RESULTS AND DISCUSSION

DM and GY of Crop and Weed
Results showed that seeding density and herbicide had significant effects on rice and barnyard-grass dry matter, DM and grain yield, GY (Table 1).

With increase herbicide use up to 5 L ha-1, DM of rice increased significantly (Fig. 1). Herbicide use more than 5 L ha-1 up to 7 L ha-1, result in decrease rice DM in 100 and 140 kg seed ha-1, but had no effect on DM in density 120 kg seed ha-1. Also, while no herbicide was be used, rice DM in density 120 was higher than two other densities. Generally, herbicide effect on DM was lower in density 120 in comparison with other densities.

Table 1: Analysis of variance of GY and DM in rice and barnyard grass
**Significant μm 1 (%) probability

Fig. 1: Effect of herbicide and seeding rate on DM of rice

Fig. 2: Effect of herbicide and seeding rate on DM barntard-grass

Fig. 3: Effect of herbicide and seeding rate on GY of rice

In other hand, DM of barnyard-grass while no herbicide applied, in density 120 was lower than other densities, significantly (Fig. 2). With increase herbicide, DM of barnyard-grass decreased earlier in densities 100 and 140, in comparison with density 120 kg seed ha-1. However, in all herbicide doses, DM of barnyard-grass was lowest in density 120 kg seed ha-1. It seems that in optimum crop density, lesser herbicide will be required (Lesnik, 2003).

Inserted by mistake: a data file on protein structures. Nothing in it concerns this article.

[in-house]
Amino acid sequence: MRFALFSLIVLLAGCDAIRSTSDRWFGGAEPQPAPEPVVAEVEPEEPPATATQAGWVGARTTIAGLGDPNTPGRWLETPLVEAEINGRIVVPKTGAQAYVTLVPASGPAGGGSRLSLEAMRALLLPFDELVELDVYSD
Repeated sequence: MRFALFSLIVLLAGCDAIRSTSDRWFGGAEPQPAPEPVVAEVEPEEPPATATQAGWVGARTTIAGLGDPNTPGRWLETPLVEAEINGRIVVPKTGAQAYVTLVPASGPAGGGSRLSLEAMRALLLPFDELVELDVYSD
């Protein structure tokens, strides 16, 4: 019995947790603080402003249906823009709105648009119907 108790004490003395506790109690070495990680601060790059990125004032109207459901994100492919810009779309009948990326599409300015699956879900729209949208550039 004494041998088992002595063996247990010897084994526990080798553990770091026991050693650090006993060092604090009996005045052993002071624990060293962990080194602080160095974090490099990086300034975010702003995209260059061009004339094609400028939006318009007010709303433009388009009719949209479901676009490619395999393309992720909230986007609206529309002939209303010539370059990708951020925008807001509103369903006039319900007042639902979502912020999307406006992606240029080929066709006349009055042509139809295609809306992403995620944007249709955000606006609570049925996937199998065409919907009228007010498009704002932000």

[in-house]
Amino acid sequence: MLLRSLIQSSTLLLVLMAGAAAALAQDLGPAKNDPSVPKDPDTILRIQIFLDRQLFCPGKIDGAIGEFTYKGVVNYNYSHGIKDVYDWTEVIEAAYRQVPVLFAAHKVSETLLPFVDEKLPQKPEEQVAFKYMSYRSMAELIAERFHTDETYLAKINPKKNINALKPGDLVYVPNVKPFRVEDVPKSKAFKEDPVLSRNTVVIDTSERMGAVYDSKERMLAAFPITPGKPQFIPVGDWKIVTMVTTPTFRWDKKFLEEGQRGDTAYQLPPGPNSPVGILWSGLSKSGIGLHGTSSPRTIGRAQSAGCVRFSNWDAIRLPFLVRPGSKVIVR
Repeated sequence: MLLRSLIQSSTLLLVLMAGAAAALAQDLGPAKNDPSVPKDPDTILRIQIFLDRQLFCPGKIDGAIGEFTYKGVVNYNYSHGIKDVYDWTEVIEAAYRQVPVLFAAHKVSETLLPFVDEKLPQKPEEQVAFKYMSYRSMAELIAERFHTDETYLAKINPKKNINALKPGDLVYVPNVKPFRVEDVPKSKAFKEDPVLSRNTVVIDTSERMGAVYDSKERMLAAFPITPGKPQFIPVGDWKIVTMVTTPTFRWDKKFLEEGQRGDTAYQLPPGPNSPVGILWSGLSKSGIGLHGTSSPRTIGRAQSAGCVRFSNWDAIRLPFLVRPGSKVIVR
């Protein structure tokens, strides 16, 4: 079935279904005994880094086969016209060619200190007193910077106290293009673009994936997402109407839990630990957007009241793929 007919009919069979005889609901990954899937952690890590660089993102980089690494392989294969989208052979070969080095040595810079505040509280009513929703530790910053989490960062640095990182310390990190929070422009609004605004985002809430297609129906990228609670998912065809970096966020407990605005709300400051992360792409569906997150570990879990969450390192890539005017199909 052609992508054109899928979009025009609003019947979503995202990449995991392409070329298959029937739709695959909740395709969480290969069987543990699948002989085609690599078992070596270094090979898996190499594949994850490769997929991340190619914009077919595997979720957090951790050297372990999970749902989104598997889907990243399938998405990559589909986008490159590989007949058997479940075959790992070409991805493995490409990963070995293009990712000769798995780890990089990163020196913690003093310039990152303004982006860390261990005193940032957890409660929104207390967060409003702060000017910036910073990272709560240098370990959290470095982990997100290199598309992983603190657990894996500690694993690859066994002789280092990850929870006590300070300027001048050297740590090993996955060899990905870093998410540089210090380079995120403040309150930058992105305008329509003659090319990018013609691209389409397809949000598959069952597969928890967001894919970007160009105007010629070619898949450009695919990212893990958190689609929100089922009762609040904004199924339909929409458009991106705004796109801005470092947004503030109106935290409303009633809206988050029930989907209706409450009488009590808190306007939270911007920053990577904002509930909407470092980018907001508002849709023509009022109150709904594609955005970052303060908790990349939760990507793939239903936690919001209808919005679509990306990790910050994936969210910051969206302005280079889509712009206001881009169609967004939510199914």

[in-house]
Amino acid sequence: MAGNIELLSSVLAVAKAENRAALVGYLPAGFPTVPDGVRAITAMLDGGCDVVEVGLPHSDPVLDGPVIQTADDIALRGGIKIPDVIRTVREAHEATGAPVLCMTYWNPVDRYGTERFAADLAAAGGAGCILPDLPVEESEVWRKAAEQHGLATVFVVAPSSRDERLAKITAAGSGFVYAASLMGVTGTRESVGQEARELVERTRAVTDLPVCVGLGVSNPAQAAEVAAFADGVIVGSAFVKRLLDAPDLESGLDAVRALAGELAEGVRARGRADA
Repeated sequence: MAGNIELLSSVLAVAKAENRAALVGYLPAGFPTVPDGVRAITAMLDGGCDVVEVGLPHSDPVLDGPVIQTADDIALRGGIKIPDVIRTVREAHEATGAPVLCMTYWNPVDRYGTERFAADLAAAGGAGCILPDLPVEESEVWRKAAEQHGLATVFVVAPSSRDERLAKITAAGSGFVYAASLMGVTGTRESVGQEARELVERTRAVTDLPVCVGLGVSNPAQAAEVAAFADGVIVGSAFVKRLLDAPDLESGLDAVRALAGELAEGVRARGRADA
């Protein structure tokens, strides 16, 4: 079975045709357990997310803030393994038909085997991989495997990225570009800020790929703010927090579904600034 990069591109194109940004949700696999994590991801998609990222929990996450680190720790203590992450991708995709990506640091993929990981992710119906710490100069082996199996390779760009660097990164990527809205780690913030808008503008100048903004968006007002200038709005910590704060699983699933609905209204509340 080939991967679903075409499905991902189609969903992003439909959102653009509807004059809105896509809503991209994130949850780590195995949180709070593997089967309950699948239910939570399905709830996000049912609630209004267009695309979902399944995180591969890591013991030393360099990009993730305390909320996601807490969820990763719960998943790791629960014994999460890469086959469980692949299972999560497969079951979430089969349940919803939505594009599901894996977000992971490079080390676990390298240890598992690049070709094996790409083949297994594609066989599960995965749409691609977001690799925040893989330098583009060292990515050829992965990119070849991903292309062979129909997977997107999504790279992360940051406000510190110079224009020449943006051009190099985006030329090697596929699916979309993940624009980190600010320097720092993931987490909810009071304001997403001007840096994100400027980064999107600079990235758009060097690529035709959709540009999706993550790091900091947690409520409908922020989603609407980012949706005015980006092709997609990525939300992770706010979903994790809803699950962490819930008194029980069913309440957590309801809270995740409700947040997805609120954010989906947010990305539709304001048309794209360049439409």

The GY of rice in density 120, while no herbicide applied, was higher than two other densities (Fig. 3). With increase herbicide up to 5 L ha-1, GY increased in all densities. However, application herbicide up to 7 L ha-1 could not increase competition ability and GY of rice. It is probably due to rice shrubs toxicity. Highest GY of rice was gained with 5 L herbicide ha-1 and 120 kg seed ha-1. The GY of barnyard-grass with no herbicide in density 120 was lower than other densities, significantly (Fig. 4). It showed that weeds will be controlled better in optimum crop density. With herbicide application, GY of barnyard-grass decreased significantly, in densities 100 and 140 seed ha-1, that show higher demand to herbicide in these densities.

Fig. 4: Effect of herbicide and seeding rate on GY of barnyard-grass

Fig. 5: Relationship between GY of Rice and barnyard-grass in different seeding rate

Crop and Weed Yield Relationship
Regression analysis showed that with increase GY of barnyard-grass, GY of rice decrease linearly (Fig. 5). It was expected, but this trend in densities 100 and 140 kg seed ha-1 was severe in comparison with density 120 kg seed ha-1.